The story of the blind beggar, that we have before us today, begins in darkness. It begins in emptiness. It begins with raw need.
The text tells us that Jesus and his followers had been on the move and as they entered the city of Jericho, they encountered a blind beggar named Bartimaeus. Now, this “son of honor,” which is what the name Bartimaeus literally means, is a metaphor for the suffering of humanity. Bartimaeus is the poster child for those who have been excluded from society; chased out of the synagogue in Jesus’ day or the Church in ours; Bartimaeus represents those who are on the outside-looking-in.
So, bearing this in mind, the first thing we need to consider as we begin to imagine what the emerging church of the next 500 years might look like is this: How might we interact with those who are outside our walls, looking in? Or, to put it another way: How can we offer an “extravagant welcome” to all people.
You know, for some time now, all across the United Church of Christ, we’ve been hanging banners that read, “no matter who, no matter what, no matter where you are on life’s journey, you’re welcome here.” It’s a message of extravagant welcome. But why do we do this? Why is “welcome” important? Well, it’s important because in the past those in society who found themselves on the outside-looking-in, like blind Bartimaeus, have felt extravagantly UN-welcome in the church, empty, left out in the darkness.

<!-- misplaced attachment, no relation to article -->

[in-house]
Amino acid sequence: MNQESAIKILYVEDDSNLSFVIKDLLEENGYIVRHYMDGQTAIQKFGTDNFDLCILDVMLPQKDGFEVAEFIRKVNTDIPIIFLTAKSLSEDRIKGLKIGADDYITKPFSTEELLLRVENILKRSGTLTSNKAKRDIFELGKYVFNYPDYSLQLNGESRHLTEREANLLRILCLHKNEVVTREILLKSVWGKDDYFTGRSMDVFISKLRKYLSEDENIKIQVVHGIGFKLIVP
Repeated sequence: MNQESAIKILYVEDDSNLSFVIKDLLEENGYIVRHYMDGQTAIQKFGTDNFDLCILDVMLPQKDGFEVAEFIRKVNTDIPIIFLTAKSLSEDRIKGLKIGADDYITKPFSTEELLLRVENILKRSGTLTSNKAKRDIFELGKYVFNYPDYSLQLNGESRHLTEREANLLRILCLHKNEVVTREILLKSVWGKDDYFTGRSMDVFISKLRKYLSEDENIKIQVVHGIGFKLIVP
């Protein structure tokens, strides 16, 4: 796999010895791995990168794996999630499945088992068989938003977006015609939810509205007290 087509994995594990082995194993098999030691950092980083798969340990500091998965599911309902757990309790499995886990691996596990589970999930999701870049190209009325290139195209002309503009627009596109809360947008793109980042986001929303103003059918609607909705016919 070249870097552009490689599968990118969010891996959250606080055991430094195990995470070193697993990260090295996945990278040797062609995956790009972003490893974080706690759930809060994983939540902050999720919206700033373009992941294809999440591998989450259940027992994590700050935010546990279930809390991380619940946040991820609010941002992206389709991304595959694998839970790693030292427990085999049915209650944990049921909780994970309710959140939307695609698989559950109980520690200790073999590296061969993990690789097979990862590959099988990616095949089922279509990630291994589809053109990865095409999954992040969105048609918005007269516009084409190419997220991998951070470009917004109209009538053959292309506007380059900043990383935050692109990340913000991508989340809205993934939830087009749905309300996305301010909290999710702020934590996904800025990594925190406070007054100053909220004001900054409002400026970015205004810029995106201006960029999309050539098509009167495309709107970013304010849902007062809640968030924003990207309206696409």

Sally was one such person. You see, Sally was a miserable human being. She had run away from home at the age of fifteen, went through a series of bad relationships, the last one ending with a hospital stay and a restraining order. Sally gave birth to four children by four different fathers and for years they were in and out of foster care. Sally had trouble caring for her children because she would often dull the pain of her life with drugs and alcohol. And this downward spiral hit rock bottom one day when her 2-year-old child drown in a backyard swimming pool while Sally slept off her latest bender.
But it was then that something amazing happened. Sally found herself in the basement of the local UCC church every week for an AA meeting. AA gave her the space and the freedom, for the first time in her life, to open up about the abuse she had underwent as a child. It was an opportunity to acknowledge and take responsibility for the bad choices she had made and to attempt to come to terms with the loss of her child. And for the first time in her life Sally began to think about things like faith and God; she even thought about going to church.
Let’s pause here for a moment and think once again about extravagant welcome. AA is a part of that welcome. It provides a confidential and sacred space for people who have common struggles. Other examples of this kind of welcome might include working at the food pantry, opening up our buildings for community events and groups, funerals and weddings and such. In Cable we have the Farmer’s Market and the Second Chance garage sale, and in Delta we have a number of special services and community dinners. All of these things are a part of our out-reach into the community. Perhaps we sometimes forget how something as simple as allowing a group to meet here can build goodwill with our neighbors.
But the story can’t end there. The challenge of providing an extravagant welcome must find a way to bridge the gap between people being welcomed into the buildings and inviting them to become involved in our faith communities. Now, I’m not trying to be overly Pollyannic here. I’m a realist. I know that not all the people who use our buildings or attend our events will join our churches. But that doesn’t mean we can’t extend the invitation.